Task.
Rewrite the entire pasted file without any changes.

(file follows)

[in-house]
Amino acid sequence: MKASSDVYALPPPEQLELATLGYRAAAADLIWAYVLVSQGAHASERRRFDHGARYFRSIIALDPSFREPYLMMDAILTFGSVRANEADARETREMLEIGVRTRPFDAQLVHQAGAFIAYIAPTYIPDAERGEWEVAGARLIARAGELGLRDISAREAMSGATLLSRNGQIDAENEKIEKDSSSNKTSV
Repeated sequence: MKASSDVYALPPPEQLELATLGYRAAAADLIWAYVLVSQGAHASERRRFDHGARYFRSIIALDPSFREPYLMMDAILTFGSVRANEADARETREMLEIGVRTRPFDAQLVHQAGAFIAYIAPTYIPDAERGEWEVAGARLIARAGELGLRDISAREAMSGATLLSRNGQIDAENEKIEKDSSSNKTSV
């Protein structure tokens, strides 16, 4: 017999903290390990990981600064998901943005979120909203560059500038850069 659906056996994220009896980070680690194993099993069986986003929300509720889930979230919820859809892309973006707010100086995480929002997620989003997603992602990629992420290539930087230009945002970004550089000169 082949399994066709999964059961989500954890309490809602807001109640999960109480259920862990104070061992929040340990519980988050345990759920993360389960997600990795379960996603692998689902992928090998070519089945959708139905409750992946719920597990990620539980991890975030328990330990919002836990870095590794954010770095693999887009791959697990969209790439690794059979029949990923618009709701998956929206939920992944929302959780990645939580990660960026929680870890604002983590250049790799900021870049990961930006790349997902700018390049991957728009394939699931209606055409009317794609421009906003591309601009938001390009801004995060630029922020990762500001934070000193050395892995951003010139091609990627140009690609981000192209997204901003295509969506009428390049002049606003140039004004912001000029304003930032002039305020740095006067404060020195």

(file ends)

[in-house]
Amino acid sequence: MKASSDVYALPPPEQLELATLGYRAAAADLIWAYVLVSQGAHASERRRFDHGARYFRSIIALDPSFREPYLMMDAILTFGSVRANEADARETREMLEIGVRTRPFDAQLVHQAGAFIAYIAPTYIPDAERGEWEVAGARLIARAGELGLRDISAREAMSGATLLSRNGQIDAENEKIEKDSSSNKTSV
Repeated sequence: MKASSDVYALPPPEQLELATLGYRAAAADLIWAYVLVSQGAHASERRRFDHGARYFRSIIALDPSFREPYLMMDAILTFGSVRANEADARETREMLEIGVRTRPFDAQLVHQAGAFIAYIAPTYIPDAERGEWEVAGARLIARAGELGLRDISAREAMSGATLLSRNGQIDAENEKIEKDSSSNKTSV
């Protein structure tokens, strides 16, 4: 017999903290390990990981600064998901943005979120909203560059500038850069 659906056996994220009896980070680690194993099993069986986003929300509720889930979230919820859809892309973006707010100086995480929002997620989003997603992602990629992420290539930087230009945002970004550089000169 082949399994066709999964059961989500954890309490809602807001109640999960109480259920862990104070061992929040340990519980988050345990759920993360389960997600990795379960996603692998689902992928090998070519089945959708139905409750992946719920597990990620539980991890975030328990330990919002836990870095590794954010770095693999887009791959697990969209790439690794059979029949990923618009709701998956929206939920992944929302959780990645939580990660960026929680870890604002983590250049790799900021870049990961930006790349997902700018390049991957728009394939699931209606055409009317794609421009906003591309601009938001390009801004995060630029922020990762500001934070000193050395892995951003010139091609990627140009690609981000192209997204901003295509969506009428390049002049606003140039004004912001000029304003930032002039305020740095006067404060020195």